One day in 2011, while back at home during the university long holidays, I put together the young people in my community and pitched to them the idea of forming a youth-led advocacy group to empower the community to be conversant with their rights and to lobby for support from friends of good will for us to be able to implement community development projects right in our community as the youth. The idea was received well by a few community members while rejected by many who considered it an over-ambitious idea that would die a natural death like many others development ideas that had been crafted before it. I was heart-broken and went back into soul-searching whether this was really a good idea and whether I would get time to run the activities of the group as I was a first year student with a lot of work and commitments in campus. I however pressed on and talked to more community members who agreed to register with the group as community volunteers. After a whole month, I had registered only seven members. More members registered with the group after we organized the first community empowerment summit using the USD 300 government loan that I used to receive from the government through the Higher Educations Loans Board (HELB) every academic year. We got thirty three members registered who are the current members of our group. As a group, we divided our work into three key thematic areas; Youth Empowerment, Environmental Conservation and Community Development. We believed that if our Turkana Youth were empowered and the community environment/ land rights in Turkana were safeguarded against injurious private investors in oil and gas, the community would automatically develop.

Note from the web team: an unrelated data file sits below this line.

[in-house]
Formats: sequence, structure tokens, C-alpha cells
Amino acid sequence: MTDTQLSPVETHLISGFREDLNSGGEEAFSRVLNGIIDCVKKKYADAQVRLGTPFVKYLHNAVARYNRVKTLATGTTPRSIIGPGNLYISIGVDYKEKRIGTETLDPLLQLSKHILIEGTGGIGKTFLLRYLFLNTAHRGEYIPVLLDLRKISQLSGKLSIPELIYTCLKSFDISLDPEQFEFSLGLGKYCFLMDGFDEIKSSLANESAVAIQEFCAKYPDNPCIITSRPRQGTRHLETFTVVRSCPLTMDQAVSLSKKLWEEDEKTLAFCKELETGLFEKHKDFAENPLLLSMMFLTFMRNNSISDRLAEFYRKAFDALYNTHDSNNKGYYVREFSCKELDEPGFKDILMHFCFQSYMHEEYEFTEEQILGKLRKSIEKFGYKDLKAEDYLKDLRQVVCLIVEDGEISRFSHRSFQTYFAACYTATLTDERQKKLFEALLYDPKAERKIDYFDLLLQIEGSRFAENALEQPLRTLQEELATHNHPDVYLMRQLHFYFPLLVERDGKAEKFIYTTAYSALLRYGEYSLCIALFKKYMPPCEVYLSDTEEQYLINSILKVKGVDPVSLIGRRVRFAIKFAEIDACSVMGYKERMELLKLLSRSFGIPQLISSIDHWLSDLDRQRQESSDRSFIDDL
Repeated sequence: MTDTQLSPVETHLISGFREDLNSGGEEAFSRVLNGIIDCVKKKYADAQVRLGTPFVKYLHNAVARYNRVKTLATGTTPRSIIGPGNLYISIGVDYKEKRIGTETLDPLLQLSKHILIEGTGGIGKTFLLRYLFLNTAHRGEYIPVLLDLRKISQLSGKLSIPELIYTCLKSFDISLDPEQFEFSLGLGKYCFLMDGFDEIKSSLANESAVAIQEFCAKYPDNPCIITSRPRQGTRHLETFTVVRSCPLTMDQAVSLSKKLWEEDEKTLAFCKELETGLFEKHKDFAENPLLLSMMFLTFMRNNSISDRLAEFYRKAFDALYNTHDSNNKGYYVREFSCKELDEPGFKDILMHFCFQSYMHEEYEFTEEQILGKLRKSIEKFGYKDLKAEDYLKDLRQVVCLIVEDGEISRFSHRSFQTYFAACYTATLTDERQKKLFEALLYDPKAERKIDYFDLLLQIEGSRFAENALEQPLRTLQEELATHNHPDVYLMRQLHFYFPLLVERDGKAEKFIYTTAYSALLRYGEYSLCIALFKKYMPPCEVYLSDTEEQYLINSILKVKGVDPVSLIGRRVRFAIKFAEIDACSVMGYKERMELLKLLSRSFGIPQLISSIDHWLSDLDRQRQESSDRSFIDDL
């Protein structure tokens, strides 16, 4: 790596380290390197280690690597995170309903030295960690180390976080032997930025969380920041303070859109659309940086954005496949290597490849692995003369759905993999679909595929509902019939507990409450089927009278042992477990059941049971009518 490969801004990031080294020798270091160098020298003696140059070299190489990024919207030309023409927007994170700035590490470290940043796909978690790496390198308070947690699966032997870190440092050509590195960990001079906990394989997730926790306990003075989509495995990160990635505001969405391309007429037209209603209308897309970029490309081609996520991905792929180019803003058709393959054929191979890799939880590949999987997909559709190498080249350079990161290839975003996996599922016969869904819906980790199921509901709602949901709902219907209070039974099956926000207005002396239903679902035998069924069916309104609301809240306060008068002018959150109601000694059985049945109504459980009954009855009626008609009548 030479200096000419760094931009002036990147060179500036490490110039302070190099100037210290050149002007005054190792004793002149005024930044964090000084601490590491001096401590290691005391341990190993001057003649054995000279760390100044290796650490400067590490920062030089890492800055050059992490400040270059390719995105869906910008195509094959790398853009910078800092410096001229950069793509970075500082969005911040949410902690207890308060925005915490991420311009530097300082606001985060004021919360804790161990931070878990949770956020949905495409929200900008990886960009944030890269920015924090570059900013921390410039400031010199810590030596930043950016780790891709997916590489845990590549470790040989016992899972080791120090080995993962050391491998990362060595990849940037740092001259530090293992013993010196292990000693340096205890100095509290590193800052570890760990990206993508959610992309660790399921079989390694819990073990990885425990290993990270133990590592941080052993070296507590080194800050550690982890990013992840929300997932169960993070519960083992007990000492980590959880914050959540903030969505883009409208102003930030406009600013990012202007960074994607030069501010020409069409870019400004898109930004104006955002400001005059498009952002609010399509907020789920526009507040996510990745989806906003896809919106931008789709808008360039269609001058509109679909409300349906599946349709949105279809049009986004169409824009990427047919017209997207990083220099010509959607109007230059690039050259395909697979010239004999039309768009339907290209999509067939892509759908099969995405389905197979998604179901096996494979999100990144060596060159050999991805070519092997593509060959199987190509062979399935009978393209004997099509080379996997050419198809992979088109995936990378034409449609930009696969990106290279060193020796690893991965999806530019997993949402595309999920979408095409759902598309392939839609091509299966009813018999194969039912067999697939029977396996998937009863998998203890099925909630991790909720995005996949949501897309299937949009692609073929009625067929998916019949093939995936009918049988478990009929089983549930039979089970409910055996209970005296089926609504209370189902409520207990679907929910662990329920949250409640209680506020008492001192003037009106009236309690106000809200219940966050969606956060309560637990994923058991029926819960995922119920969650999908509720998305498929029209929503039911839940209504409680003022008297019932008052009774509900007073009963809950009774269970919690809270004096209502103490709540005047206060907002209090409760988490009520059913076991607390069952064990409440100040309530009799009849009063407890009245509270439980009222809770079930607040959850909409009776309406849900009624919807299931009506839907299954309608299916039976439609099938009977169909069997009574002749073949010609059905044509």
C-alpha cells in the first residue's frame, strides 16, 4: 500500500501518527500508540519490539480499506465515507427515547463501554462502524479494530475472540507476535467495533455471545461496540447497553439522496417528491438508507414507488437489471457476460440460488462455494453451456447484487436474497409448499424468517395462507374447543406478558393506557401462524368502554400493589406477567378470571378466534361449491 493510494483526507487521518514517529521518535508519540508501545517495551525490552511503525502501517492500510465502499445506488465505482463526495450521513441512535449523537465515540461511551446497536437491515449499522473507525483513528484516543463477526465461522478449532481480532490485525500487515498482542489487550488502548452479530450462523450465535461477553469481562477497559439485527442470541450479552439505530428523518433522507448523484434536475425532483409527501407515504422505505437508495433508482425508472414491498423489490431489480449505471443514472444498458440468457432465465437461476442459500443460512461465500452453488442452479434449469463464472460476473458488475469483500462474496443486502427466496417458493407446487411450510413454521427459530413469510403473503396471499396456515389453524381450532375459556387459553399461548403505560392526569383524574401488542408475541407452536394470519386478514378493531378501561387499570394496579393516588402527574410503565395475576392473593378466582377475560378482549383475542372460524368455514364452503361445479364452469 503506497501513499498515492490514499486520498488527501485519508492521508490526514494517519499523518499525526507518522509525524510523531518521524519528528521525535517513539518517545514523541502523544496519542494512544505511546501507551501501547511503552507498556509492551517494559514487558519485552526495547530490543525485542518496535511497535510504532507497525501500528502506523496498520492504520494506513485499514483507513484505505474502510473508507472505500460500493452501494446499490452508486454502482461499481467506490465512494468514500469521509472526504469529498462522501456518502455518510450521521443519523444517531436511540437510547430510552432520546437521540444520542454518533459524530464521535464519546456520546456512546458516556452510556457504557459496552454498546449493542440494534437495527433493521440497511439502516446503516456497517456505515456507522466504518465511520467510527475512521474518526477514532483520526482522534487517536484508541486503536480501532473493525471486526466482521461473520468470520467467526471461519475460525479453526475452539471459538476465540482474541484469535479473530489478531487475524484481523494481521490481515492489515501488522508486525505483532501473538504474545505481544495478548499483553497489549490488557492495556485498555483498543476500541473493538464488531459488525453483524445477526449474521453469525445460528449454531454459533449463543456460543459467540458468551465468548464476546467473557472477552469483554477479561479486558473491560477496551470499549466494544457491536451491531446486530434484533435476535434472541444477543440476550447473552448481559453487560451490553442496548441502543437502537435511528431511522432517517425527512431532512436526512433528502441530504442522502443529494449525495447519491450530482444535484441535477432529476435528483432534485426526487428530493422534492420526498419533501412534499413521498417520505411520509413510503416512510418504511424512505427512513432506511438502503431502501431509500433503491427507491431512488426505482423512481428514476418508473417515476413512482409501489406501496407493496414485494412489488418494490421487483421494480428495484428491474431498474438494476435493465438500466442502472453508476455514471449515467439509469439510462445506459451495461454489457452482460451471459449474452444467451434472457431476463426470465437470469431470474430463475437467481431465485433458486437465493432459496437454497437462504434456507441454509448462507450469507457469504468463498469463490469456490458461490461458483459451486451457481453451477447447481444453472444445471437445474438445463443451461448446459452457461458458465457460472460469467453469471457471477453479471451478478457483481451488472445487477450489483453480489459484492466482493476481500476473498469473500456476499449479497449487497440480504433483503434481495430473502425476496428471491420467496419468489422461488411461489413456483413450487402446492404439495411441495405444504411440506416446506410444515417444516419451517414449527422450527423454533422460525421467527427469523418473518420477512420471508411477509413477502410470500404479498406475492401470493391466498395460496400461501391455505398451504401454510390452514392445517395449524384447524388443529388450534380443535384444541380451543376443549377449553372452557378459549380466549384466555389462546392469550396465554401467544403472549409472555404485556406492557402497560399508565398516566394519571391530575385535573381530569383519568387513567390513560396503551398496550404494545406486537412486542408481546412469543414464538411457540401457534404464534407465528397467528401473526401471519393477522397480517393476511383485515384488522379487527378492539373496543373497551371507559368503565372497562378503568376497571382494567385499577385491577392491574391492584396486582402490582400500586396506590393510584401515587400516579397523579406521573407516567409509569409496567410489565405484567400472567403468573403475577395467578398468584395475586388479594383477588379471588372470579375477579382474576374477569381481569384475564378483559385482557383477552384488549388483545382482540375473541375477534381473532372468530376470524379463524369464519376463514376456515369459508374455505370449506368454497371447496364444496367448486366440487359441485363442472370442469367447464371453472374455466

We also believed that the only way the Turkana people could be capacity-built to fight for their rights was through education. We therefore wanted to do more than the education we provided through the community empowerment summits that we organized. I embarked on a journey to re-construct the only school in my home village that was established in 1984 but was neglected by government as there were no teachers, no books and no proper structures. In this school, the pupils used trees as classrooms and the football pitch served as an additional classroom. The local politicians knew this school very well and were aware of the massive exodus of the pupils out of this school to other schools because the school did not meet any reasonable standards of being called a “Government or Public School.” When the Education Officer in Turkana wanted to punish or discipline a teacher in Turkana, he or she would always be transferred to this school and good teachers taken away from us. This is the school where I studied up to grade six then, like many others before me, I transferred to other schools to continue with my education due to the pathetic conditions of my school.